Compliance, Legislation, SMSF, Tax

Asset value change a Div 296 risk

Division 296 tax Liability Asset valuations SMSF Refund

The unexpected variation in the value of assets held within SMSFs may expose trustees to a $3 million soft cap tax liability with little relief available to obtain a refund on any losses.

Trustees have been warned assets with the potential for steep increases in value that are held within an SMSF may attract a liability under the proposed Division 296 tax that they will be unable to recoup should the asset then suffer a loss in value.

Smarter SMSF technical and education manager Tim Miller highlighted the inclusion of unrealised capital gains in the earnings calculation for the tax was problematic given trustees may be caught out by significant and unexpected changes in the valuations of certain assets from year to year.

Miller pointed out the proposed legislation lacked any provision for tax refunds or adjustments in such situations and trustees were unlikely to receive any relief if faced with these circumstances.

“Start-ups [are an example]. There can be an early valuation increase and it creates this concept of paper profits, but they don’t always eventuate,” he told attendees of a SuperGuardian technical webinar held this week.

“A lot of self-managed super funds that jump into these styles of investments do so with the hope that these investments will bring them a small fortune.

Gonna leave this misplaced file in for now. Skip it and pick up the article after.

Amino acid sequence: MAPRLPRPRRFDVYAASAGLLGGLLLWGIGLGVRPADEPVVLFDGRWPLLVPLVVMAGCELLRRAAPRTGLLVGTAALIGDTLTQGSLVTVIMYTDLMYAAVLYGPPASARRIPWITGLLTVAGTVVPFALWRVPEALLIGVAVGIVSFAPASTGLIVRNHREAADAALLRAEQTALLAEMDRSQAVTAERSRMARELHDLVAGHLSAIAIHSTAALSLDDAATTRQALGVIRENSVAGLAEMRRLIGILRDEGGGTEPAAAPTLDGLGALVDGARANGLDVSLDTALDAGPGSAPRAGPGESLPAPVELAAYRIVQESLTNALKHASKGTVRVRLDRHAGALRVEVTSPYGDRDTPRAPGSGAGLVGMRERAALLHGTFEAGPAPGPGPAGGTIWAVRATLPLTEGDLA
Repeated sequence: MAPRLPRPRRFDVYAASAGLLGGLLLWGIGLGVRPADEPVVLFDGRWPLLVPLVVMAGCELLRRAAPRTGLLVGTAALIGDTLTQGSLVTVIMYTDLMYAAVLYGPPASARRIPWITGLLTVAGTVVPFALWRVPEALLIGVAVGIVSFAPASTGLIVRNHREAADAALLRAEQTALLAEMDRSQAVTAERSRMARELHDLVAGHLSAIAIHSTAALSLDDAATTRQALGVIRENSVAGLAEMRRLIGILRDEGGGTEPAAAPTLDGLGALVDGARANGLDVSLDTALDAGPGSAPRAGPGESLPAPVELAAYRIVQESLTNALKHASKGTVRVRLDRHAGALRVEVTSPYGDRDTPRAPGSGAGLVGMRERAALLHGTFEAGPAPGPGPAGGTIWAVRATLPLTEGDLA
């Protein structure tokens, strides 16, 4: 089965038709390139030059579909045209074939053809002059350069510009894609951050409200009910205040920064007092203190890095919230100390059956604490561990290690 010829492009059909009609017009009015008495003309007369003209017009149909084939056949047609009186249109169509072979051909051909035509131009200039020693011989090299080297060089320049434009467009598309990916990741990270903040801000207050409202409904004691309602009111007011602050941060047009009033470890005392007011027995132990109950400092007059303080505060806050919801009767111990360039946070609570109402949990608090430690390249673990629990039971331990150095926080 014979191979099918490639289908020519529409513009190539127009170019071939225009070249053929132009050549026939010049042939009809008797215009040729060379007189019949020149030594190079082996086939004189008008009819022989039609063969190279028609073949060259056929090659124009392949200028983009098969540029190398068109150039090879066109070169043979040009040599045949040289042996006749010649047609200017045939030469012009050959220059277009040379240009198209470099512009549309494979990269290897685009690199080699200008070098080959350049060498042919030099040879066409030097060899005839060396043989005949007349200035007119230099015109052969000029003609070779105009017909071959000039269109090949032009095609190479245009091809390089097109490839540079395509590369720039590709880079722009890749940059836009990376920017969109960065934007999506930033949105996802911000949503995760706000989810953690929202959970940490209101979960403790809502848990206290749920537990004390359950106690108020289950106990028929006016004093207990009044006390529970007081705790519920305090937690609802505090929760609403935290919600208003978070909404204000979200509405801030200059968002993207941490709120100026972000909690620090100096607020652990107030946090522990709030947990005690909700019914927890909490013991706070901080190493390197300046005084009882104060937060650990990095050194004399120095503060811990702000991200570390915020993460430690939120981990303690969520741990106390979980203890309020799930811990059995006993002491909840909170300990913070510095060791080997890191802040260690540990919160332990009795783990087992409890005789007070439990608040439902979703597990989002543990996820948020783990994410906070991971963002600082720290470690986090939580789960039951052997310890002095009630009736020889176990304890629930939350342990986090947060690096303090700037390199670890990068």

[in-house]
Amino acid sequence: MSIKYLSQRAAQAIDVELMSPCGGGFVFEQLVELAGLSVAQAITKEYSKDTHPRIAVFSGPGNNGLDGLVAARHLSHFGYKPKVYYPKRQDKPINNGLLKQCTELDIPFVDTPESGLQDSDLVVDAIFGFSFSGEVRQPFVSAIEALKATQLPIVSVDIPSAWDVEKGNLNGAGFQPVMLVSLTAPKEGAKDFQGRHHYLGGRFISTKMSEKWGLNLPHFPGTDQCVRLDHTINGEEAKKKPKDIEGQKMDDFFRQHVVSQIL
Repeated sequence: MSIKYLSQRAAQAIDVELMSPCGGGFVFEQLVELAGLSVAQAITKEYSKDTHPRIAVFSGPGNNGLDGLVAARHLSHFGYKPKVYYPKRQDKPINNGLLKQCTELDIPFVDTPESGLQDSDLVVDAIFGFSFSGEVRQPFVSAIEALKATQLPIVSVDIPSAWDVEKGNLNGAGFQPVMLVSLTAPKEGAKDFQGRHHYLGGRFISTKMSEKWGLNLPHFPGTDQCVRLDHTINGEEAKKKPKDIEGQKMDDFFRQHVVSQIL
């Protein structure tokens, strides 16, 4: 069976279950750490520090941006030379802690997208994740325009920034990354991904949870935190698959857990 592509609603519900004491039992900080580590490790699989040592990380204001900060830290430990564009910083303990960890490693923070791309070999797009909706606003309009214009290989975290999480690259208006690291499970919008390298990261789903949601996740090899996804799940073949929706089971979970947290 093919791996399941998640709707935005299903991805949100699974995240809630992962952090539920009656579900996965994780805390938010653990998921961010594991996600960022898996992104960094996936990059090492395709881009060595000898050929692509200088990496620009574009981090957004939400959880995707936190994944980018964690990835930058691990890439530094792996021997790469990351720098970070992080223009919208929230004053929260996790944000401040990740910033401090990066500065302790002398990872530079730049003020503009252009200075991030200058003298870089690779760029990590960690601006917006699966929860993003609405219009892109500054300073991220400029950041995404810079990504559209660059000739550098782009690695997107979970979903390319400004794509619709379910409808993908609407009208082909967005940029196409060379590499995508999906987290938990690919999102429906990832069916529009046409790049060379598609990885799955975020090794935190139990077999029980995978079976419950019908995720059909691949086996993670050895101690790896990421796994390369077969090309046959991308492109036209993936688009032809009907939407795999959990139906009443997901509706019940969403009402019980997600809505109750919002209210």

“However, you may be paying tax on an investment that ultimately pushed you above that $3 million threshold, but then when you eventually sell it, the asset drops back down below the $3 million mark and the total value [of your fund] drops down below $3 million.

“You’ve already paid the tax, but you’ve got no way of getting any benefit out of the losses that are created in the super fund environment.”

When asked whether obtaining a higher valuation for assets, such as farmland, prior to the implementation of the tax was a course of action to mitigate its impact in the following financial years, he suggested it was a risky path to travel down.

“It’s a bit of a catch-22. Firstly, you’ve got your audit requirements from a valuation point of view,” he said.

“The issue with [submitting a higher asset valuation] is will that trigger you to be over $3 million at 30 June 2025.

“Automatically in the realm of this Division 296 tax and then subsequently in following years, there may be not be so many valuation increases.

“[This] potentially means that you’ve triggered a liability that you otherwise wouldn’t have if you valued slightly at the lower end of the scale, particularly for those in and around the $3 million mark.”

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